Posted: Monday, April 13
Due: Wednesday, May 20 at 8PM

Assignment Overview

For your final individual assignment, you will create an Instructable on a CMSC838f creation of your choosing (either IA3, one of the mini-projects, or the final project). The Instructables website hosts user-generated DIY/Maker project tutorials and allows users to comment and rate posted work. By helping others learn from what you've learned, this assignment is very much in line with the spirit of our class and the 'maker movement.' Your Instructable pushes your hard work outward and helps others innovate, create, and remix as well. Moreover, it allows you to make impact beyond the walls of the classroom and academia. And the impact can be instant. As captured by one of the CMSC838f Fall 2012 students who worked on the HandSight project:

"Wow, I wasn't expecting that. Within hours of posting our Instructables project, it was selected first as a featured submission and then as a front page project. We even received a free year's membership of Instructables Pro out of it. So far, we have 137 views and 1 favorite."

Perhaps even more impressively, however, the impact can continue long after you've finished the course. For example, the two scatter plots below show the number of views (left) and favorites (right) for the Instructables for my Fall2012 course.


Thus far, the CMSC838f Fall2012 Instructables and Spring 2014 Instructables have garnered over 155,000 views and have been marked as favorites over 850 times. Your Instructable could also be picked up by blogs and popular media helping raise awareness about your work (e.g., Lifehacker covered this Fall 2012 project, Hackaday covered this Spring 2014 project) Another inspiring and useful aspect of Instructables is the active user community. You'll find engaged users will comment, post questions, and/or new ideas to your Instructable, which creates this really interesting feedback loop (e.g., see the HandSight and StarryNight comment sections).

Example Instructables from Past CMSC838f Courses

You can view a collection of Fall2012 Instructables here and Spring 2014 Instructables here. The best Instructables are those that include enough information to replicate your design exactly (and thus will often point to Github for source code as well). Some of my favorites include (counts as of April 13, 2015):

What To Do

Each person in the class must create an Instructable. If you choose a mini-project (MP1-MP4), make sure that you get permission from your partner. To create an instructable:
  1. Go here and select the "sign up" link. Register for a free account
  2. Once you've registered and logged in, select "Create" and "Step-by-step." This will drop you into a content creation wizard that will help you fill out the Instructable. Here are some quick tips.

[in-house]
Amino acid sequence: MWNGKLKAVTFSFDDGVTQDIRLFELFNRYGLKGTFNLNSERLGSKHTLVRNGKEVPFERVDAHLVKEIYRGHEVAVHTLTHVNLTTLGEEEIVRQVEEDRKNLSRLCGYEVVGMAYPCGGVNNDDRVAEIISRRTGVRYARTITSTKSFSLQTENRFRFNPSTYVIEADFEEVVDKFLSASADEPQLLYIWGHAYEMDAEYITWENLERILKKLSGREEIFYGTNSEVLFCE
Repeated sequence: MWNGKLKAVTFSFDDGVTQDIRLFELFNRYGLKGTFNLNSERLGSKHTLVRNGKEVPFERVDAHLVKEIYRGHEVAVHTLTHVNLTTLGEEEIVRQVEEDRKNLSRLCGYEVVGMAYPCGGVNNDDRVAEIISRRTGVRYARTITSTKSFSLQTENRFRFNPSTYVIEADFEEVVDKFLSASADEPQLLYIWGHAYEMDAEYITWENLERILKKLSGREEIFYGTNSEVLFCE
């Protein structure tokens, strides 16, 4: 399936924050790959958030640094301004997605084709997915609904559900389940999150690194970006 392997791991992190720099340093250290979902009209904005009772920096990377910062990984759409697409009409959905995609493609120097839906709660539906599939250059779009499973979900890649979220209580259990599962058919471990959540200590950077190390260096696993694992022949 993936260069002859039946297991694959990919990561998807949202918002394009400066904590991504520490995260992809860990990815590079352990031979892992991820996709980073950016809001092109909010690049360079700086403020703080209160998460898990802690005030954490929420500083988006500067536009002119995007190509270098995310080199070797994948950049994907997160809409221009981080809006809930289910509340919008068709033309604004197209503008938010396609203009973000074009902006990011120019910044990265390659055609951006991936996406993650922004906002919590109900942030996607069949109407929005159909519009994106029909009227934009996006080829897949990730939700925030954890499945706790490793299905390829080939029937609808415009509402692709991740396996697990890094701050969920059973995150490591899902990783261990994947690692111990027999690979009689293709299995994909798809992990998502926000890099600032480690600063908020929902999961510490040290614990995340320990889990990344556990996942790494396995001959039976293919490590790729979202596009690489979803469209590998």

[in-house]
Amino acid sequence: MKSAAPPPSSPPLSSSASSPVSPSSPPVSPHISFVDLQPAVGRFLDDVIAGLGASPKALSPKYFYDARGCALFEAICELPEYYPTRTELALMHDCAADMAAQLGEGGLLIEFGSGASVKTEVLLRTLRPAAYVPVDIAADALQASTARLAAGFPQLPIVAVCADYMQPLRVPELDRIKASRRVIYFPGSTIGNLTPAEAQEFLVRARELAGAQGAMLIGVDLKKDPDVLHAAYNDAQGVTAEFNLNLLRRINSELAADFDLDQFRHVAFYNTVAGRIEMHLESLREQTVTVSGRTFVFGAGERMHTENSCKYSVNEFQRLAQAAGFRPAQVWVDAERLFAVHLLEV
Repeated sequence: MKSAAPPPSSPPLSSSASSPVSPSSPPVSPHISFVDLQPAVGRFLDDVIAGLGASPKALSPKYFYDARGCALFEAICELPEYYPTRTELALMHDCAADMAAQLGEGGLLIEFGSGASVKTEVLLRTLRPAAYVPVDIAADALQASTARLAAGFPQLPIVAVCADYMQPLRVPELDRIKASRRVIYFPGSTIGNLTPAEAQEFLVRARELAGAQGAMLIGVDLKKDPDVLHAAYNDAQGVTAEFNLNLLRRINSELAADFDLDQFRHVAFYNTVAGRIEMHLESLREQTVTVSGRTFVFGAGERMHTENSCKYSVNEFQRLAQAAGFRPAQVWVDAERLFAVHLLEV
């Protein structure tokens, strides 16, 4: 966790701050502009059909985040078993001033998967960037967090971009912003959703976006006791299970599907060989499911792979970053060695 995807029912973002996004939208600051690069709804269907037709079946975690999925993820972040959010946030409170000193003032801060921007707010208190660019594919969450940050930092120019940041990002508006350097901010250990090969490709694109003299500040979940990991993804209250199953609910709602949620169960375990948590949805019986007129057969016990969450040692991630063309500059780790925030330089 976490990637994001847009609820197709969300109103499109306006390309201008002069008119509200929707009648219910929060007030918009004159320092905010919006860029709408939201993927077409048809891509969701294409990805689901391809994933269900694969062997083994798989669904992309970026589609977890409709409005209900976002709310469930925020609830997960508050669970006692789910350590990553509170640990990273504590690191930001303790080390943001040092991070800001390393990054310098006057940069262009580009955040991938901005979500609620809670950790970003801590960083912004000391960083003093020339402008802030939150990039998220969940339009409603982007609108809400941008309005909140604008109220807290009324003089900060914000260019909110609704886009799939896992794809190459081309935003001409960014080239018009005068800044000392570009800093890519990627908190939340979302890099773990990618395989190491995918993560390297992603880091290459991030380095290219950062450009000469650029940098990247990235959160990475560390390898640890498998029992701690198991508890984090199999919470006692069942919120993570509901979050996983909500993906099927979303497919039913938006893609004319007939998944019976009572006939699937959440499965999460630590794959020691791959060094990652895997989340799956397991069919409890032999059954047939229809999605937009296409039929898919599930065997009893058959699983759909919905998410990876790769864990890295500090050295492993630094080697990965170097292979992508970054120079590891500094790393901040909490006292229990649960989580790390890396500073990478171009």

3. On your instructable please include this text somewhere (e.g., in the intro or in the conclusion seems to work best): This Instructable was made as part of the CS graduate course "Tangible Interactive Computing" at the University of Maryland, College Park taught by Professor Jon Froehlich. Please see for more details.
  4. Add your Instructable to the list below

Completed Instructables

As usual, please list your completed assignments below.

0. Project Name as a Heading 2 (linked to your Instructable)

Your name (or a pseudonym)
A 1-3 sentence description of the Instructable

1. Maestro

Jonggi Hong
Finger mounted input device to control the cursor

2. Marvin

Sriram Karthik Badam
A wall-mounted bot that responds to your actions in a physical space. It uses Kinect v2 to track the users in its field of view and servos to perform actions.

3. Rocket Night Light

Beth McNany
Step-by-step instructions for building the 3D printed rocket night light.

4. Tint Picker

Seokbin Kang
Don't miss your favorite colors on the street. Tint Picker allows you to take the colors home and reuse them. Tint Picker is made by breaking down a toy microphone and replacing the electronic parts in it.

5. Kinect-Based Mimicry Robot

Majeed Kazemitabaar
Come and learn how to make this robot that can respond to your commands and mimic your gestures.

6. 3D-Printed Holocron Nightlight Cube

Philip Dasler
This nightlight appears, at first, to be nothing but a simple cube. Written on one side is the word "Off" and on the other is, as one might expect, is the word "On". By turning the cube upside down, you activate the light inside and reveal the cubes secret!Hidden within the cube are the emblems of four factions from the Star Wars universe.

7. Interactive Glove

Beth McNany
Step-by-step instructions for creating and programming the interactive glove.

8. Electronic Dice Ball

Brian B.
Step-by-step instructions for building and programming the dice ball.